Is monetary policy really relevant today? This is the question that we need to ask. Since there are eight such policies or reviews during the year, there is a lot of primacy accorded to them.
Further, as the economy is not doing well, invariably all other arms of the government keep nudging the RBI to take action in a desired manner. There are naturally two views on interest rates which becomes the core of all policies and the RBI Governor either makes the market happy or unhappy by either decreasing or increasing rates.
There is a lot of criticism for either of the actions, as there are compelling views for both the actions. But, frankly going by what has happened in the last few years, if one looks at the issue dispassionately, monetary policy may not have mattered any which way. Let us see how.
One must remember that interest rate is a very indirect tool that affects the economy. First, banks need to follow suit with their interest rates. At present, banks borrow around Rs 40,000 crore from the repo window, and hence even if it is borrowed for the full year, a 1 percentage point change in repo affects their cost by Rs 400 crore, which is not much.
A similar amount would be involved with the MSF change. Therefore, banks often take it as a signalling mechanism and may not really be affected by this change in cost in a significant manner when reckoning the base rate.
Second, borrowers need to come in or move out to have the desired effect even if banks follow the repo rate changes. If demand conditions are low or if they have spare capacity, they will not be interested in borrowing more when rates come down.
Here, expectations are important. If companies feel that rates will come down further, they would defer their plans. Third, higher rates can affect inflation only if borrowing comes down thus depressing demand for goods and services. All or some of these have to materialise for things to work.
Now let us see the Indian situation. The RBI has maintained that in FY13, it had lowered interest rates, yet we did not see growth take place. Therefore, the link between interest rates and growth is not strong.
This is so because at the present level of interest rates it made little sense to invest when there was surplus capacity given low demand conditions. The RBI was hence right when it argued that by merely lowering interest rates, one cannot bring about growth. In fact, it had brought out studies which argued the same.
Let us see the inflation impact next. While the RBI increased rates or kept them elevated, did it have an impact on inflation? Not really. Food inflation is high because of our pricing policies and possibly supply shortfalls at times (we are claiming a good prospective harvest this time again).
Fuel inflation is high because of higher rupee rate for crude oil on account of depreciation and changes in administered prices of controlled products. Core inflation, which is what theoretically what interest rates can affect, is low today.
If inflation numbers look marginally better than last year's, it is the base year effect. The onion crisis has ensured that we cannot really argue that inflation has come down because of higher interest rates. Therefore, high interest rates do not bring down inflation. It helps in increasing real interest rates for households so that they save more in financial assets rather than gold.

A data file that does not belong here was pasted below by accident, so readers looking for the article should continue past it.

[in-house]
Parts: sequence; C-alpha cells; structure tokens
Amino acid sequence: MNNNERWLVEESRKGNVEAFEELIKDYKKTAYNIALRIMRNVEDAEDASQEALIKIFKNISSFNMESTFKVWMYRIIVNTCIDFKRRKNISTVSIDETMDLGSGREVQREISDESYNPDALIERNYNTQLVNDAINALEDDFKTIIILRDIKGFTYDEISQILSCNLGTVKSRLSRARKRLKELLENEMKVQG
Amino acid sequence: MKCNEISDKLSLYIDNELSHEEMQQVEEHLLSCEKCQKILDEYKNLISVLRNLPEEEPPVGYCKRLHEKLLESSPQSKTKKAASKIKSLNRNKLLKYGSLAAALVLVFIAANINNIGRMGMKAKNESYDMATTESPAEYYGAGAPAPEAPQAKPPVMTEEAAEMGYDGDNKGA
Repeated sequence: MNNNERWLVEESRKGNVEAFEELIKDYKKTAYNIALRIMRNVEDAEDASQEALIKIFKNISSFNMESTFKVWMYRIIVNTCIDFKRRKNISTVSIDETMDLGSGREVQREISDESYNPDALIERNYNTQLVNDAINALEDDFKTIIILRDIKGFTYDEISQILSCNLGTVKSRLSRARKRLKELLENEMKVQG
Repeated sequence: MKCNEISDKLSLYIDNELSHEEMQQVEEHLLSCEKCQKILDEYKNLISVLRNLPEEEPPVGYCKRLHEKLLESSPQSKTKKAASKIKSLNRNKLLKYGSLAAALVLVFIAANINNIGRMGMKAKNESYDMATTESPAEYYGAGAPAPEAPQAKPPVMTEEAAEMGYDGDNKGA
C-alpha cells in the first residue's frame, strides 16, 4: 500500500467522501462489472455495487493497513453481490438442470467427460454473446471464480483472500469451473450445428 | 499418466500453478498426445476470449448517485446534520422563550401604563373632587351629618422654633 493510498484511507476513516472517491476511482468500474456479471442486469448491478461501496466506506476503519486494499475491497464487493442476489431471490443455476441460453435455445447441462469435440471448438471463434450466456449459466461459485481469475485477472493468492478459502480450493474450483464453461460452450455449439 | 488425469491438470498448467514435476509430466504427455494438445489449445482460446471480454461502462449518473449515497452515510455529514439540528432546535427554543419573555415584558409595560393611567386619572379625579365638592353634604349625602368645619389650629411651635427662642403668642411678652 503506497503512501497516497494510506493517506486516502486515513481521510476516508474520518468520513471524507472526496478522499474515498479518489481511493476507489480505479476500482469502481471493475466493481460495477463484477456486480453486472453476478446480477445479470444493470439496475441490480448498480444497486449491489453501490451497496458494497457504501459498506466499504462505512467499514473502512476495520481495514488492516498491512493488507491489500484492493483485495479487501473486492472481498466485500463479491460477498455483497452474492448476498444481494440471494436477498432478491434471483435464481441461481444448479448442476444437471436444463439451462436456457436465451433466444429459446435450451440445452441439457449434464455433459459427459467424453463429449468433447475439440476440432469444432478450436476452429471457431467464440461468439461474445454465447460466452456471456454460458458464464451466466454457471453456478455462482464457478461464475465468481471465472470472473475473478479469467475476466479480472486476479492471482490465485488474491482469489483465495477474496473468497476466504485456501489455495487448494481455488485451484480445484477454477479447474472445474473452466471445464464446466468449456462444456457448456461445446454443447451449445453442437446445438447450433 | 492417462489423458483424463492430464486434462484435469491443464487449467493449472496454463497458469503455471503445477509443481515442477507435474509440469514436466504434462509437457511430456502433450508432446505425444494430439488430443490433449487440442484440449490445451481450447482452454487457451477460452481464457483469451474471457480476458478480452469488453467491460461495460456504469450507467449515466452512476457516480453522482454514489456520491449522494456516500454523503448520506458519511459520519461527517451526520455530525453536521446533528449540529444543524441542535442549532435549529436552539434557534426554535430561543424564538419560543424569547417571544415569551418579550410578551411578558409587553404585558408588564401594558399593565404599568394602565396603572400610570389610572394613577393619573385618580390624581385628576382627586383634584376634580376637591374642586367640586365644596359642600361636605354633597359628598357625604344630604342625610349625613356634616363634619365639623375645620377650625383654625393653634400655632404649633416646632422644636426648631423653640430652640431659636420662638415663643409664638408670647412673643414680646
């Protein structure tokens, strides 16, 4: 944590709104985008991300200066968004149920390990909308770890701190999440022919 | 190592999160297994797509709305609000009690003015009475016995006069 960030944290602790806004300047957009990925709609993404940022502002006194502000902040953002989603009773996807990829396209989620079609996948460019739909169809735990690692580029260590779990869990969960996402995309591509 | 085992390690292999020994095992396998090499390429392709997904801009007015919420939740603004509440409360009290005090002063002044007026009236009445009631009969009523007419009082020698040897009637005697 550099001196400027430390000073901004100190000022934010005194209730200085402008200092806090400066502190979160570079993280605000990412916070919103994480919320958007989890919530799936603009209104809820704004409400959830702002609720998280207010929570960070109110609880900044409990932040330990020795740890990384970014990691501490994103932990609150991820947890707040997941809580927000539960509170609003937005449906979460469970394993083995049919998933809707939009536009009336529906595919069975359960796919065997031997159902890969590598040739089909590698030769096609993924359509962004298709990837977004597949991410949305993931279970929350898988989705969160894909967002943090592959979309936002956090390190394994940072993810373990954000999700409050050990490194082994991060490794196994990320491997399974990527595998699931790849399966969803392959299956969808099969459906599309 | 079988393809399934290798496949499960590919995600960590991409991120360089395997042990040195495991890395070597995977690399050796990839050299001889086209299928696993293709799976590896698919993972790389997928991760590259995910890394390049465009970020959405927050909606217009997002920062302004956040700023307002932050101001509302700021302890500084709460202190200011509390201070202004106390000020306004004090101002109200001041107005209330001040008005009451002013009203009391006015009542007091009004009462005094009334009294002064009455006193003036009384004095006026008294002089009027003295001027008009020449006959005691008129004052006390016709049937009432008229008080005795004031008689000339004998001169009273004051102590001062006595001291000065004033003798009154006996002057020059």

It protects savers partly by raising real returns, but does not bring down inflation as no one borrows money to buy food or fuel.
The third angle given to monetary policy was the foreign factor. The tapering of the Quantitative Easing programmes was to substantially affect emerging markets where funds would pull out on account of the lowering of interest rate differential between domestic and US rates.
The tapering has not yet happened but central banks have used this as a reason for maintaining higher rates. But, in our case it has not really worked. Even though the exchange rate has strengthened, it has been more due to better trade numbers, more NRI deposits (enabled through the swap window opened) and equity investments by FIIs.
FII investments in debt remain negative even today. Quite clearly, higher interest rates have not quite helped to bring in more FII money though higher NRI rates have partly helped draw in deposits.
By intuitive reasoning one may conclude that higher interest rates have only partly affected the exchange rate, albeit in a very indirect manner.
All this means that while RBI and its interest rate policy are important, it is not a panacea for our present economic problems.
For credit growth to pick up, lower interest rates are not the solution, but demand is. The present move to increase consumer loans by lowering interest rates is a desperate effort to revive the credit spiral.
At the same time, using interest rates as a tool to tackle cost push inflation is also quite futile while there is justification for the same when we look at real interest rates.
The exchange rate will still be driven mainly by global factors, and trying to keep interest rates elevated may work at the margin, but foreign investors will surely be looking at the larger picture.
The thought here is really that one must view the RBI and its monetary policy as one part of the overall policy framework. Even in countries like the US, UK or euro region, lower interest rates have ceased to work to stimulate the economy which has necessitated measures like the quantitative easing programmes.
There are limits to the use of conventional economic policies when the travails are of an evolving and different variety. This is probably the lesson to be taken while different arms of the government work in unison towards a workable solution.
The author is chief economist, CARE Ratings. Views are personal.
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Updated Date: Dec 21, 2014 00:51:27 IST